This is the true challenge of fundraising in a Big City. Tim and I don’t have a large circle of friends and for me, at least, meeting new people is hard. I’m an introvert who has trained herself to appear to be an extrovert.   No matter how often I speak or how many people I meet, my first instinct is to draw back. There’s always a spurt of terror at meeting someone new. To be honest, I’m perfectly content to live in my own mind most of the time; which makes shrinking the world a lot harder.

Tim and I have focused on sharing our story online because we are more comfortable with that, at least I am.  It’s hard to strike up conversations with strangers and I don’t tend to speak of the adoption as much in person. Right now, we’re focusing on shrinking one corner of our world — our neighborhood. We’ve put flyers for our pancake feed on every community mail box in all of our surrounding neighborhoods. (don’t worry, my picture is on them, the post office already knows who to arrest contact)

We’ve also gone full-on public with our journey. I’ve created a facebook page, and I blog to share our story and our journey. When I started this blog, we wanted to share our story so that people would want to be part of the journey, to invite people to become part of our world, or as Mr. Rodgers would put ask them, “Won’t you be my neighbor?”. What I didn’t expect was the therapeutic nature of the blog.  I never expected to blog as often as I have or feel like I have so many thoughts clawing their way out of me. But we have years of infertility, miscarriages, and treatments under our belt.  Our entire view of the world has shifted, and it’s nice to be able to express how that’s changed my life.

I also blog, because bloggers saved my sanity.  When you are infertile, at first you don’t share. It’s a shameful diagnosis and you feel as if you are lacking as a person. Everyone else can have babies and raise a family– why can’t you?  And later, the hurt from infertility is a raw aching wound. It simply hurts to share.  There were times when I thought if I started speaking about it, I would just start screaming and crying and raging. I was afraid if the floodgates opened, I would never be able to close them again.

I desperately searched for stories like mine after our first miscarriage (I found ONE in all of the internet), and as I went went through medicated cycles, IUI’s, and IVF cycles I poured over dosages, levels, and response rates from every available source. Reading those blogs made me feel like I had a friend on our very lonely journey through infertility.  Some blogs were old, they’d already found their success and I would pour through every entry on what they had done.  All of those blogs made the world smaller. I felt like I knew someone in San Diego or Boston — we were kindred spirits. I had a partner or friend in my journey. Someone who was showing me the ropes.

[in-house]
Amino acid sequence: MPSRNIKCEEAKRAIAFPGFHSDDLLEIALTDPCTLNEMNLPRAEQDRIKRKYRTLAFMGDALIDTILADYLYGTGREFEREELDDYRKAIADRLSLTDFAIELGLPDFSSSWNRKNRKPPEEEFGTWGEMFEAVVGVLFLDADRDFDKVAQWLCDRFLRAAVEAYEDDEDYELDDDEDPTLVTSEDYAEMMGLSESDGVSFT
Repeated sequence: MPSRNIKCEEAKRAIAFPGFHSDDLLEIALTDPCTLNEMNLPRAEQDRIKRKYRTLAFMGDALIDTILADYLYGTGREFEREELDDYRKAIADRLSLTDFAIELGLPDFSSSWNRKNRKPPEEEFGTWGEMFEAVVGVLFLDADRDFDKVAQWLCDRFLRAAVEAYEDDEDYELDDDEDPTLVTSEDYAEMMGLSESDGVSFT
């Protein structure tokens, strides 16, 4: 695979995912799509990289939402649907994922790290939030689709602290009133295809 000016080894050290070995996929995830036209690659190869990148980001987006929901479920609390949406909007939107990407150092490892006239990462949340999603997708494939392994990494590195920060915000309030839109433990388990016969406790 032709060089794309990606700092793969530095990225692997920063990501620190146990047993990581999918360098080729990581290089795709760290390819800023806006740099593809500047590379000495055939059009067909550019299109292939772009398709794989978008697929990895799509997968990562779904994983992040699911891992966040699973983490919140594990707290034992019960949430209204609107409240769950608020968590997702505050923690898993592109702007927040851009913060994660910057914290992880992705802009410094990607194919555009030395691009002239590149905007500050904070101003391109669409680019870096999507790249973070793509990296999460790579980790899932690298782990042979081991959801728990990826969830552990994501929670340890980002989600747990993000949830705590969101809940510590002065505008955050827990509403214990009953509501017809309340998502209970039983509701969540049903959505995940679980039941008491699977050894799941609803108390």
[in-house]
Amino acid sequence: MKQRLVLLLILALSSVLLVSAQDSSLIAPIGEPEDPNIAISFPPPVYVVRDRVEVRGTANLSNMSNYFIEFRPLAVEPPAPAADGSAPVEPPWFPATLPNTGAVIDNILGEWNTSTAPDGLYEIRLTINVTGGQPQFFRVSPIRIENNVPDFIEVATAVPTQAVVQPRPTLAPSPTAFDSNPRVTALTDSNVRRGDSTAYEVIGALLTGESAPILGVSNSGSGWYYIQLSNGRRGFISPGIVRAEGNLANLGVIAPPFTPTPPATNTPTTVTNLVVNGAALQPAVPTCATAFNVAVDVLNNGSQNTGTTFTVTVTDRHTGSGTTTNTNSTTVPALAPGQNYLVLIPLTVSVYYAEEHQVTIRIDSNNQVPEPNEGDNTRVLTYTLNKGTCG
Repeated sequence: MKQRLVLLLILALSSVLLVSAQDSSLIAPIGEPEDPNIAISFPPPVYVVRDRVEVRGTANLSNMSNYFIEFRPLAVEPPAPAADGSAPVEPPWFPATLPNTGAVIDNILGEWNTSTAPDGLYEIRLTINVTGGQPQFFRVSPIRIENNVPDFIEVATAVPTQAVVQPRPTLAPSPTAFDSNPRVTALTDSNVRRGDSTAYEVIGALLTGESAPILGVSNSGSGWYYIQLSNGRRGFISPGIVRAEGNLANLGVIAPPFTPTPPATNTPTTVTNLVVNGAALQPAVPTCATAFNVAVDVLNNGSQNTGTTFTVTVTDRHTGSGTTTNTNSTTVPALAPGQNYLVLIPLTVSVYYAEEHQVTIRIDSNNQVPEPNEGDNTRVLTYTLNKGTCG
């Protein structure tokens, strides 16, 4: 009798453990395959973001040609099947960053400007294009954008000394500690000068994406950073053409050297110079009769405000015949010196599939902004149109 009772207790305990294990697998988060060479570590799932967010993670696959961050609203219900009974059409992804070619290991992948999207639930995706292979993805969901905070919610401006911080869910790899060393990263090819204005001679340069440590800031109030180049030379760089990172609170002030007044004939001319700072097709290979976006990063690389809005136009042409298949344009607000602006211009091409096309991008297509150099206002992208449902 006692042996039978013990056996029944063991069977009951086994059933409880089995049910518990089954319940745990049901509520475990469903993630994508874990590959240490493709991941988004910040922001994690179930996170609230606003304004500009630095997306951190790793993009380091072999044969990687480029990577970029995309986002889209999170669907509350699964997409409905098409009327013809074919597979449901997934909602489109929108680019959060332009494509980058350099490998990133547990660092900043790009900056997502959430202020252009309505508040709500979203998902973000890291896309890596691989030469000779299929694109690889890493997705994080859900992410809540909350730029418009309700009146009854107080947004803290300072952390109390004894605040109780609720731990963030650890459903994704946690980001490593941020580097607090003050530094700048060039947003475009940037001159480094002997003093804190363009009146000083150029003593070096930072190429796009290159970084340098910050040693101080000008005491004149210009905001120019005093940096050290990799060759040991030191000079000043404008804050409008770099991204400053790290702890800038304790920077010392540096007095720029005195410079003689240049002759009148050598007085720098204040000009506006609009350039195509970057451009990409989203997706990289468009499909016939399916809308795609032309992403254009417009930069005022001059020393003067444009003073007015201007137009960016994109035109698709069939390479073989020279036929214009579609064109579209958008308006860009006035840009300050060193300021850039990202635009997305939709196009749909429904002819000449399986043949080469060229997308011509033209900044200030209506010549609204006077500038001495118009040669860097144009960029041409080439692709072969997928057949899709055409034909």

I hope by sharing our story, that someone else will find it helpful.  That a neighbor will feel like they know us, that the world will become a little smaller. And most of all, I hope that a lonely googler who is considering adoption, or who has recently had a miscarriage feels less alone. Maybe someday, someone will find hope in our journey when they think all hope is lost. Maybe someone else will read this as they try to fundraise to make the astronomical costs of adoption manageable, and they will see that it’s possible.

I hope. And I blog.

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Hand-me-down Baby

I feel like I’m back in college and it’s finals week. And I’ve just realized that I didn’t study enough and I might not pass the test. Our home study agency has a few last items that they need. “A few” being roughly 25 short-answer questions with a few bonus essay rounds thrown in, six pages of background questions, additional medical forms and more financial background needed.

We are spending so much time getting approved to adopt–and we haven’t even had the home inspection yet! We’re focused on making sure we can pass this. All of the energy that most couples would pour into getting ready for a baby has been poured into getting approved to adopt and getting the finances lined up. I feel like this child is going to think he was the hand-me-down baby.